Setting up your wedding registry is an important step in preparing for your big day. Ideally, this platform is for providing helpful information to your guests so they can prepare suitable and fun wedding gifts to give you a jumpstart into your newly-married life.
However, as with most marriage traditions there is some etiquette involved. You don’t want to come across as rude to anyone, after all! Here are seven important do’s and don’ts of preparing your registry, so you can check it off your planning list and inch ever closer to your ceremony and reception!
1. DO: Make the Invitation Inviting
When addressing and putting together your wedding invitations, emphasize how the presence of each guest would be a tremendous honor for you. Receiving an invite to a friend or loved one’s ceremony is a beautiful feeling, and helps build excitement for your big day – extend those good vibes to everyone you want to attend!
While some people find it helpful to add information about a gift registry inside the invitation, most experts on proper wedding invitation etiquette state that it’s best to leave it out. Your family and bridal party can guide people to registries, and if you have your own website, it’s perfectly fine to have it listed there.
2. DON’T: Feel Obligated To Register For Certain Things
While traditional registries feature blenders and fine china, such things may not be a good fit for you and your fiancé – don’t feel obligated to list them! For instance, if you both prefer to order out and dislike cooking (or don’t have the time), there’s no reason to register for kitchen items.
Find things that fit who you are and that you will actually use in your everyday life. Maybe gardening or art is more of your jam. Find items that make sense for you. The people who buy gifts from a registry are looking for something that you honestly want. Think outside the box and land on something that works for you as a couple.
3. DO: Make the List Together
One of many key steps to wedding planning is divvying up tasks, but this is one task you can do as a team. It’s a great exercise where you can learn even more about each other’s tastes and preferences, so get together (over a beverage of your choosing) and iron it out! This has the potential to be a really positive experience, plus you’ll end up with gifts you both like. It’s a win win.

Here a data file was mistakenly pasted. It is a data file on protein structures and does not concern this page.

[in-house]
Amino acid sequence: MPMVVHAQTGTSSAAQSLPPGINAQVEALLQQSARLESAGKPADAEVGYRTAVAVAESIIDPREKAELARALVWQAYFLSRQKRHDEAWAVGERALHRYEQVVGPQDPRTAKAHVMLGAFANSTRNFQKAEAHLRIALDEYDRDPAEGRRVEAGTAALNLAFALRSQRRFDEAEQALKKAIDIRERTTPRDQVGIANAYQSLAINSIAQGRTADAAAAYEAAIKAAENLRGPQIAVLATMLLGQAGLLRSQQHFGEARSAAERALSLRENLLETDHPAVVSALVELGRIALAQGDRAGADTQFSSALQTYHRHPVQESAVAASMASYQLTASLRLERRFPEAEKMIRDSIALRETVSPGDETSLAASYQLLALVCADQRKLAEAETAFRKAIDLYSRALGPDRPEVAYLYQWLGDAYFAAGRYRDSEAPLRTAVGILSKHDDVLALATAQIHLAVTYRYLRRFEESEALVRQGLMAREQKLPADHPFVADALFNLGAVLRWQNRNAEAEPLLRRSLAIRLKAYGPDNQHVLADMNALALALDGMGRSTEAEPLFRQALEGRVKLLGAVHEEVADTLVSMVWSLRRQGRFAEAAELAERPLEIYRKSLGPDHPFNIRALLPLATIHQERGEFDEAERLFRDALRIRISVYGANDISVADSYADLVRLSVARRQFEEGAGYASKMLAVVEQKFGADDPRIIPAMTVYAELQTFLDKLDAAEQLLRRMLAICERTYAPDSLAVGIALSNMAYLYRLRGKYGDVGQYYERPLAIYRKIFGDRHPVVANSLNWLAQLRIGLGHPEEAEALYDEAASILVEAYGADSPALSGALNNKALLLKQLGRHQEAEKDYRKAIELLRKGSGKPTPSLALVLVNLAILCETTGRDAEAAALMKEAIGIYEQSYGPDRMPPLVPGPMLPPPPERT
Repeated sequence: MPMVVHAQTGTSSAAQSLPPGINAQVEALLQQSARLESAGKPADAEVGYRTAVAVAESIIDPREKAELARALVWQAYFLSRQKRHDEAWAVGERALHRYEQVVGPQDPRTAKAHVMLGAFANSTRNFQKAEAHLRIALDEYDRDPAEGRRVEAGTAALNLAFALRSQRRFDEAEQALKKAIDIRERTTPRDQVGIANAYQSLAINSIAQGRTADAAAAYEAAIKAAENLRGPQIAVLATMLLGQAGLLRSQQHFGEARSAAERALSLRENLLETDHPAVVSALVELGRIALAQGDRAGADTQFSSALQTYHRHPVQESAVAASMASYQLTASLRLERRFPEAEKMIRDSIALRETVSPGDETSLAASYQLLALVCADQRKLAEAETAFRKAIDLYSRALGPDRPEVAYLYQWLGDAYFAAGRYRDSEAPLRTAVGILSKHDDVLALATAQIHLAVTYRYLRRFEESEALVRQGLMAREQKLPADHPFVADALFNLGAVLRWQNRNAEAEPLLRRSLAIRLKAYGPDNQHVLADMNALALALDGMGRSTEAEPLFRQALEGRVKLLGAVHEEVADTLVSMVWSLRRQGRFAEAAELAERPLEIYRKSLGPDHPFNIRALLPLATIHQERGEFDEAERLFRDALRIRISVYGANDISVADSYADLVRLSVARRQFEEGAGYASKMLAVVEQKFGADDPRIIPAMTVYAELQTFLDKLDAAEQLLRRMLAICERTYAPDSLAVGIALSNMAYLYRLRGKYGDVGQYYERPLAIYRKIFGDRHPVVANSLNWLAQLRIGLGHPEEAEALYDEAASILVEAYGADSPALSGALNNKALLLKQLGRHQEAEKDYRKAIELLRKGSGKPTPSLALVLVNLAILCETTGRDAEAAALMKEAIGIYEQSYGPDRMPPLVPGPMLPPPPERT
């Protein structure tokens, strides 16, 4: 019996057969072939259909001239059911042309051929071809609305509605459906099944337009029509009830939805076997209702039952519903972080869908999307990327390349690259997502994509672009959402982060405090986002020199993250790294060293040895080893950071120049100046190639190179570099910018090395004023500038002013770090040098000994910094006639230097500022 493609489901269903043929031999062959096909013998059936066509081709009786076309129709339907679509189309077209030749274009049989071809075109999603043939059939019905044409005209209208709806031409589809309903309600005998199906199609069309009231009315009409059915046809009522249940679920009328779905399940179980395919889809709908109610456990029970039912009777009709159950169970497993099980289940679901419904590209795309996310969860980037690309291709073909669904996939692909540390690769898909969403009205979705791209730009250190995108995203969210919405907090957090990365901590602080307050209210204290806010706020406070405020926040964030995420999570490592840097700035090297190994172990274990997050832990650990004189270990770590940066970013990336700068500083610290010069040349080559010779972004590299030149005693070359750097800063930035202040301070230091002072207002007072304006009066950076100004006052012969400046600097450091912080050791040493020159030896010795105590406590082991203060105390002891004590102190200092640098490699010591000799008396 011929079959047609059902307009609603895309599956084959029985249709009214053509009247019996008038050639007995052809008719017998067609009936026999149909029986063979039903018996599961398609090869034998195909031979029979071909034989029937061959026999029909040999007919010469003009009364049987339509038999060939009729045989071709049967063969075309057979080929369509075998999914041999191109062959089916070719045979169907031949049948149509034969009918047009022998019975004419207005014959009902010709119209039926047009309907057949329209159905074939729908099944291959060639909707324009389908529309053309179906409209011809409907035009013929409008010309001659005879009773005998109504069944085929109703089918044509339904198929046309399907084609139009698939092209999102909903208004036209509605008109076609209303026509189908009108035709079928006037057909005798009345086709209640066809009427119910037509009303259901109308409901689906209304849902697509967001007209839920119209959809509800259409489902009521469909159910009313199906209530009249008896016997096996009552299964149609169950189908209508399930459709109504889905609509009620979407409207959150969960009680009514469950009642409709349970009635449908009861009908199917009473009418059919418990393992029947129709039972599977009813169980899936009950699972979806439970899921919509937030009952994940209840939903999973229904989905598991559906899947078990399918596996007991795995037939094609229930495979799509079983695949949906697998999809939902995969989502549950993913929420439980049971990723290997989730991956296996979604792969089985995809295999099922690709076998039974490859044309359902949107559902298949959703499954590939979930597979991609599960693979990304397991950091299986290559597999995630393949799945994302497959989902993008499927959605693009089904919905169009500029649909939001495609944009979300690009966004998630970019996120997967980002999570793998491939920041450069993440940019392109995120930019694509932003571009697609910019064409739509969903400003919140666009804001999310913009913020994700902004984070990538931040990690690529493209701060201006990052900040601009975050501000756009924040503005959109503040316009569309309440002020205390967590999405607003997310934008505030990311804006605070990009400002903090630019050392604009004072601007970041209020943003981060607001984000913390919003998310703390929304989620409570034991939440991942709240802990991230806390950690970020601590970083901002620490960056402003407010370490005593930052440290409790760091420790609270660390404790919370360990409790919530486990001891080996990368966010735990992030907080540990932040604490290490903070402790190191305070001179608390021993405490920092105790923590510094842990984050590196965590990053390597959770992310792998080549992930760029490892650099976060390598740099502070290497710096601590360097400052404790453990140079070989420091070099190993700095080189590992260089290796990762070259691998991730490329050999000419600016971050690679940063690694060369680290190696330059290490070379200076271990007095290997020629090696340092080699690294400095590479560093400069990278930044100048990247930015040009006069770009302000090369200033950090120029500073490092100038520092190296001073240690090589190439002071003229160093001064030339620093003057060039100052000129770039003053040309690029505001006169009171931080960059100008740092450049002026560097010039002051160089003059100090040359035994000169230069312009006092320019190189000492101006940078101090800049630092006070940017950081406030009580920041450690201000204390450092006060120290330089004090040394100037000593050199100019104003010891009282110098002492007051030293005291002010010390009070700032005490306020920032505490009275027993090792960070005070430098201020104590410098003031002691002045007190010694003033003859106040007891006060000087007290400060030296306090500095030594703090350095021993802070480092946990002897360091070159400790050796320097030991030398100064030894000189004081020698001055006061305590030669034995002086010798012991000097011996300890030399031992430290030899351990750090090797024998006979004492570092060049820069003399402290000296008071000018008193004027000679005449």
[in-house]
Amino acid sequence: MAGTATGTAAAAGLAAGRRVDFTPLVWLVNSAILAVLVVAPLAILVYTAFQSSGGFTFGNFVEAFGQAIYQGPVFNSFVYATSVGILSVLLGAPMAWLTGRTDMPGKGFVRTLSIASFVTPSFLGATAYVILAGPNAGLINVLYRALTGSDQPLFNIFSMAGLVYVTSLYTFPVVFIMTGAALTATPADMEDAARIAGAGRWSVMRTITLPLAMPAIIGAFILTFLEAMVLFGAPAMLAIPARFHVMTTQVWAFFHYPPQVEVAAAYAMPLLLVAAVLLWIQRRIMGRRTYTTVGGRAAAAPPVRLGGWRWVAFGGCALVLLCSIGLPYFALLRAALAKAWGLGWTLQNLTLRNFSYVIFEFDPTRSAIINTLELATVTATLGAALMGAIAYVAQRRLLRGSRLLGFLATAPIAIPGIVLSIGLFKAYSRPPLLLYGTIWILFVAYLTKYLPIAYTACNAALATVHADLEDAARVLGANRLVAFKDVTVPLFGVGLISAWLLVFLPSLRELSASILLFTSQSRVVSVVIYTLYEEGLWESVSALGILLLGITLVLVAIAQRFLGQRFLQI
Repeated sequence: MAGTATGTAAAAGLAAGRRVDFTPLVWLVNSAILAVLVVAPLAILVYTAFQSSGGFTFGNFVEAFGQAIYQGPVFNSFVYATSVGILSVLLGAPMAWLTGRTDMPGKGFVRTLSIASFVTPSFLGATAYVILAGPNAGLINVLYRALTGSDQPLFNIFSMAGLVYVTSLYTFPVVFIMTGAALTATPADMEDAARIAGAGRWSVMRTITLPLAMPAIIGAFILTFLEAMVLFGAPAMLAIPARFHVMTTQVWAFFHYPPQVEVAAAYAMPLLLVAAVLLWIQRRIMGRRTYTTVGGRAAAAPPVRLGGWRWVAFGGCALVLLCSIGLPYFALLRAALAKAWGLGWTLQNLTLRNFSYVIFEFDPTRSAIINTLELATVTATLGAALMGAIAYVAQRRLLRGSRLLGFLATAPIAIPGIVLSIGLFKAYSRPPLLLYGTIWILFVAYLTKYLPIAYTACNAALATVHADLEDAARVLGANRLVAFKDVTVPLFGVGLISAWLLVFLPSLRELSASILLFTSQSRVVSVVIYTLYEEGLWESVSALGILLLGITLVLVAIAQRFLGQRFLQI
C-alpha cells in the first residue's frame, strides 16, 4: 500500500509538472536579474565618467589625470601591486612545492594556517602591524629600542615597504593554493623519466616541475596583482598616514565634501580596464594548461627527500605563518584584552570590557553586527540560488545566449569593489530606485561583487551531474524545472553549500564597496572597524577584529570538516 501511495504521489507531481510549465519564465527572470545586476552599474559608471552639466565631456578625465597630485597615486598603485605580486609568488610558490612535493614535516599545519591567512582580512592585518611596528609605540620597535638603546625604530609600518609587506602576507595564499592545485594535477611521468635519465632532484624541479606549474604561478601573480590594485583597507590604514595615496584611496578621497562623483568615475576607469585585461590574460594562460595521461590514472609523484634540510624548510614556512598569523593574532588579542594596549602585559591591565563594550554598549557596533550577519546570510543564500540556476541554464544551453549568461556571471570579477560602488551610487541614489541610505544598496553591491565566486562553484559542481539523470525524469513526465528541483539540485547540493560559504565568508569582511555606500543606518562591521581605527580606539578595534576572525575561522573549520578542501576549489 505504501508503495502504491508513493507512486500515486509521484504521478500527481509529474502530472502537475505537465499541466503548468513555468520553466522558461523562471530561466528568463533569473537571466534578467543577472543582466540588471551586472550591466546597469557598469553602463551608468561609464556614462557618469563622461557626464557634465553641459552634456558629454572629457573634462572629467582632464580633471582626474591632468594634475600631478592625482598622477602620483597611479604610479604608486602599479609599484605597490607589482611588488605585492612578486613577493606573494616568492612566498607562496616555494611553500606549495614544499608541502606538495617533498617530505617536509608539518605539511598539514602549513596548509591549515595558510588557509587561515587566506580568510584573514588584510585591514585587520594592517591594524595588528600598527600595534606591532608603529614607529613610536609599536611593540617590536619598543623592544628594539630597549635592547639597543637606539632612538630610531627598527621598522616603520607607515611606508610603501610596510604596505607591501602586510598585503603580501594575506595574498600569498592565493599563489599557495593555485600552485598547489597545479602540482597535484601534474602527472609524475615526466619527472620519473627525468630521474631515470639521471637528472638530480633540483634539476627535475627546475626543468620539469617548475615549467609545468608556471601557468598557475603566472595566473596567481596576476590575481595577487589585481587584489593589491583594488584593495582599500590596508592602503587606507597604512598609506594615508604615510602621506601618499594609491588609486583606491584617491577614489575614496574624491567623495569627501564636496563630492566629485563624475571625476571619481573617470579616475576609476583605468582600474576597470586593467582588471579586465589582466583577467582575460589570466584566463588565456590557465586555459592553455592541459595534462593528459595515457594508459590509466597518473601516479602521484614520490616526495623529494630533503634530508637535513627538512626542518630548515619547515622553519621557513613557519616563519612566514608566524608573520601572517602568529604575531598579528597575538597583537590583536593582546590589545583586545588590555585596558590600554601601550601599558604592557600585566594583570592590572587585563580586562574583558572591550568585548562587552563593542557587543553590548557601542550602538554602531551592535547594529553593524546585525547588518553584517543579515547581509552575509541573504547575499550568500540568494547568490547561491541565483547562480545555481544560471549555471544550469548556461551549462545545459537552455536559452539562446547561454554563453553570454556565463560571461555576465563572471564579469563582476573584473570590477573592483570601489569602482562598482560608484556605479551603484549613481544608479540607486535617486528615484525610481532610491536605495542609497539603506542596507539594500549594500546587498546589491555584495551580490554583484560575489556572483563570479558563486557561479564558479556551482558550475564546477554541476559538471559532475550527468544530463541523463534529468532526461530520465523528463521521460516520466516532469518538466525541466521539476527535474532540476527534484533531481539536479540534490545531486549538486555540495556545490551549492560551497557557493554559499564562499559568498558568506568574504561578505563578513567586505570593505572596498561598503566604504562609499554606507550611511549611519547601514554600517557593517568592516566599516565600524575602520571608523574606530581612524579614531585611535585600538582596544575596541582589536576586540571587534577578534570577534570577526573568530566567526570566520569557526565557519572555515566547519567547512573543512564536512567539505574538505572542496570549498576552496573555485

4. DON’T: Forget About Setting a Wide Price Range
There’s a good chance you’ve met people from all walks of life, and the same could probably be said about your fiancé a well. This means that there’ll be a nice variety of people attending your wedding. Because of this, you will want to have a nice variety of gifts to choose from on your registry.
Big-ticket items are great, but so are some of those low-cost gifts that you might never buy for yourself. Many couples don’t want to come across as greedy, and having a nice range is a good look and will make guests feel comfortable.
Having at least the number of items on your list similar to the number of guests that attend is a good rule of thumb.
5. DO: Register for Experiences
One way that registries have shifted recently is to include “experience” gifts instead of just material items. For example, listing something like a couples class that one of your guests could fund – an opportunity to further your romantic bond with your partner following the honeymoon.
You could also register for things that contribute to an experience, like camping gear or a canoe. Wedding registry websites are increasingly catering to couples interested in both everyday gifts as well as experiential things – give this a shot and you won’t regret it!
6. DON’T: Ask For Money In Lieu Of Gifts
People understand that there is always a need for money when starting a new life together; this is why so many people bring a card with money tucked inside as a gift. The difficulty in asking directly for money is that it will rub some guests the wrong way. As much as you might want some registered items over others, ultimately you’re not in control of what you receive because it’s the decision of the giver.
Times have changed when it comes to monetary gifts, and in the right circumstances–and with the right type of guest–you (or tactful family members and bridal party) can present an indirect ask for cash. Let them know that you would love anything that they would give you and that you are trying to save up for a move back home (or something that fits your story appropriately).
7. DO: Say Thank You
Years down the road you will be surprised when you pull a plate out of your dishwasher or light a candle holder, and you remember who gifted those items to you on your wedding day. Because the day itself is a memory and the items that guests add to your home will create new memories, it’s important to thank them for their gift.
There’s a lot of good will to gain from sending out thank-you notes, just like there’s a lot of positive energy associated with mailing out your wedding invitations. In the past the norm was to make sure these cards reached gift-giving guests within a year. Now, however, it is customary to send it within a month of returning home from your honeymoon.
A great wedding registry should provide guidance to guests on how they can help make life easier (or more fun) for the newlyweds. If you’re able to tailor yours to the lifestyle of you and your soon-to-be spouse while simultaneously being gracious and thoughtful to your guests, your registry will be a great tool to kickstart your days of blissful matrimony.
Do you have any other suggestions for our readers on how to handle their wedding registry needs? Your comments are much appreciated! Plus, don’t forget to check out our Facebook and Pinterest pages for more inspired wedding content and fun!